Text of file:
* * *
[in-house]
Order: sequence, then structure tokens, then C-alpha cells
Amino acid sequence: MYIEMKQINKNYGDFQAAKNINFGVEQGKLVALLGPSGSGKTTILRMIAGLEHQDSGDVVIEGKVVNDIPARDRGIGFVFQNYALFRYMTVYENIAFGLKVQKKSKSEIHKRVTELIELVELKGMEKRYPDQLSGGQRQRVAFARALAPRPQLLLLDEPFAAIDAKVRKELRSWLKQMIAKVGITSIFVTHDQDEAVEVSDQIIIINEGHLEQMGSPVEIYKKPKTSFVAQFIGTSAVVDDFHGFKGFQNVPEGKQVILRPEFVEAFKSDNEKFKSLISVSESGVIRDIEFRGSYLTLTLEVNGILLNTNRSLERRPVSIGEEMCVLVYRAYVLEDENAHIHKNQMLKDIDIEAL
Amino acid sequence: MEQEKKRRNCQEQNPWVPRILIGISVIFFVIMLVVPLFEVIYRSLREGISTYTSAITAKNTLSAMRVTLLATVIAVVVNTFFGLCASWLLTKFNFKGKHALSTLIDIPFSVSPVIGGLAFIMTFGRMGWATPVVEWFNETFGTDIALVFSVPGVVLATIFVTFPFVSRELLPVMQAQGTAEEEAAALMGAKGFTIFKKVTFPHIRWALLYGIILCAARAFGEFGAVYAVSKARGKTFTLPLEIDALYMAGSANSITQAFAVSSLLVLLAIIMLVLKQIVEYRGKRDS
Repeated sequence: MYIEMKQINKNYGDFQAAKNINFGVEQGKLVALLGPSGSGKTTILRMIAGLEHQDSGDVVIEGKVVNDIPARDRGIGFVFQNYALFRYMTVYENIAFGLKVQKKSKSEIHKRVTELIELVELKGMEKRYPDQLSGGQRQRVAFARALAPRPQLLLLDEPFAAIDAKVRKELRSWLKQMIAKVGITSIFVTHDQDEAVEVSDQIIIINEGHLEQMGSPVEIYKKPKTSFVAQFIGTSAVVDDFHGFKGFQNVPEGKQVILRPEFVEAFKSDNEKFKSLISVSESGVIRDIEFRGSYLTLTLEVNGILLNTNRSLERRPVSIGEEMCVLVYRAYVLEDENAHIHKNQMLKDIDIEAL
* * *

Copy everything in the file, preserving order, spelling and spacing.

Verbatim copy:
[in-house]
Order: sequence, then structure tokens, then C-alpha cells
Amino acid sequence: MYIEMKQINKNYGDFQAAKNINFGVEQGKLVALLGPSGSGKTTILRMIAGLEHQDSGDVVIEGKVVNDIPARDRGIGFVFQNYALFRYMTVYENIAFGLKVQKKSKSEIHKRVTELIELVELKGMEKRYPDQLSGGQRQRVAFARALAPRPQLLLLDEPFAAIDAKVRKELRSWLKQMIAKVGITSIFVTHDQDEAVEVSDQIIIINEGHLEQMGSPVEIYKKPKTSFVAQFIGTSAVVDDFHGFKGFQNVPEGKQVILRPEFVEAFKSDNEKFKSLISVSESGVIRDIEFRGSYLTLTLEVNGILLNTNRSLERRPVSIGEEMCVLVYRAYVLEDENAHIHKNQMLKDIDIEAL
Amino acid sequence: MEQEKKRRNCQEQNPWVPRILIGISVIFFVIMLVVPLFEVIYRSLREGISTYTSAITAKNTLSAMRVTLLATVIAVVVNTFFGLCASWLLTKFNFKGKHALSTLIDIPFSVSPVIGGLAFIMTFGRMGWATPVVEWFNETFGTDIALVFSVPGVVLATIFVTFPFVSRELLPVMQAQGTAEEEAAALMGAKGFTIFKKVTFPHIRWALLYGIILCAARAFGEFGAVYAVSKARGKTFTLPLEIDALYMAGSANSITQAFAVSSLLVLLAIIMLVLKQIVEYRGKRDS
Repeated sequence: MYIEMKQINKNYGDFQAAKNINFGVEQGKLVALLGPSGSGKTTILRMIAGLEHQDSGDVVIEGKVVNDIPARDRGIGFVFQNYALFRYMTVYENIAFGLKVQKKSKSEIHKRVTELIELVELKGMEKRYPDQLSGGQRQRVAFARALAPRPQLLLLDEPFAAIDAKVRKELRSWLKQMIAKVGITSIFVTHDQDEAVEVSDQIIIINEGHLEQMGSPVEIYKKPKTSFVAQFIGTSAVVDDFHGFKGFQNVPEGKQVILRPEFVEAFKSDNEKFKSLISVSESGVIRDIEFRGSYLTLTLEVNGILLNTNRSLERRPVSIGEEMCVLVYRAYVLEDENAHIHKNQMLKDIDIEAL